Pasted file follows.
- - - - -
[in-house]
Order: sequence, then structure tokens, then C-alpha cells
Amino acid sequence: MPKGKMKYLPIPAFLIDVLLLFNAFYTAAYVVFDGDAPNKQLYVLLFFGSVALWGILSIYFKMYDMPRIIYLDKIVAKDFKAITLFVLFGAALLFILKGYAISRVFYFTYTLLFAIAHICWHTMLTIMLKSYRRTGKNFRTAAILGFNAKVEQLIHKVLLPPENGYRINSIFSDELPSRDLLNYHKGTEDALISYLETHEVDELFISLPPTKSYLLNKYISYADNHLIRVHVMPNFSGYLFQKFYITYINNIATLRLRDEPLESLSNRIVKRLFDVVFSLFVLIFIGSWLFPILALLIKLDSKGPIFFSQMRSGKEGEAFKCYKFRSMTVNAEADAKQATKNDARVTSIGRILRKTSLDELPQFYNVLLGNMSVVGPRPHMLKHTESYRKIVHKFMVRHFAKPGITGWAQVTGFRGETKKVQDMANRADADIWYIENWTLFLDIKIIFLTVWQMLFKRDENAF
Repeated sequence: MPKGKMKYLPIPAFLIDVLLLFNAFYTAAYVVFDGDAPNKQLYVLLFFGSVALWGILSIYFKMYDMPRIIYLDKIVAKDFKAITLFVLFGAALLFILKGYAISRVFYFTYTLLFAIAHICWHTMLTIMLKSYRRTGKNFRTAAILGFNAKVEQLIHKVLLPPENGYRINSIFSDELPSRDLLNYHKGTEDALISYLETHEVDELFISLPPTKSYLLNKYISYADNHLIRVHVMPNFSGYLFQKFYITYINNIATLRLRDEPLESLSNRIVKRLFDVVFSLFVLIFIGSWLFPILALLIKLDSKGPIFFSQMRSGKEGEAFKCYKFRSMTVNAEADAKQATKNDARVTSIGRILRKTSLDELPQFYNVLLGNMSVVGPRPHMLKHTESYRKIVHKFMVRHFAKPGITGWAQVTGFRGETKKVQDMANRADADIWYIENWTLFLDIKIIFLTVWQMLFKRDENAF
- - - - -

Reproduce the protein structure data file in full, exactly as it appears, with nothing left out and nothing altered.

[in-house]
Order: sequence, then structure tokens, then C-alpha cells
Amino acid sequence: MPKGKMKYLPIPAFLIDVLLLFNAFYTAAYVVFDGDAPNKQLYVLLFFGSVALWGILSIYFKMYDMPRIIYLDKIVAKDFKAITLFVLFGAALLFILKGYAISRVFYFTYTLLFAIAHICWHTMLTIMLKSYRRTGKNFRTAAILGFNAKVEQLIHKVLLPPENGYRINSIFSDELPSRDLLNYHKGTEDALISYLETHEVDELFISLPPTKSYLLNKYISYADNHLIRVHVMPNFSGYLFQKFYITYINNIATLRLRDEPLESLSNRIVKRLFDVVFSLFVLIFIGSWLFPILALLIKLDSKGPIFFSQMRSGKEGEAFKCYKFRSMTVNAEADAKQATKNDARVTSIGRILRKTSLDELPQFYNVLLGNMSVVGPRPHMLKHTESYRKIVHKFMVRHFAKPGITGWAQVTGFRGETKKVQDMANRADADIWYIENWTLFLDIKIIFLTVWQMLFKRDENAF
Repeated sequence: MPKGKMKYLPIPAFLIDVLLLFNAFYTAAYVVFDGDAPNKQLYVLLFFGSVALWGILSIYFKMYDMPRIIYLDKIVAKDFKAITLFVLFGAALLFILKGYAISRVFYFTYTLLFAIAHICWHTMLTIMLKSYRRTGKNFRTAAILGFNAKVEQLIHKVLLPPENGYRINSIFSDELPSRDLLNYHKGTEDALISYLETHEVDELFISLPPTKSYLLNKYISYADNHLIRVHVMPNFSGYLFQKFYITYINNIATLRLRDEPLESLSNRIVKRLFDVVFSLFVLIFIGSWLFPILALLIKLDSKGPIFFSQMRSGKEGEAFKCYKFRSMTVNAEADAKQATKNDARVTSIGRILRKTSLDELPQFYNVLLGNMSVVGPRPHMLKHTESYRKIVHKFMVRHFAKPGITGWAQVTGFRGETKKVQDMANRADADIWYIENWTLFLDIKIIFLTVWQMLFKRDENAF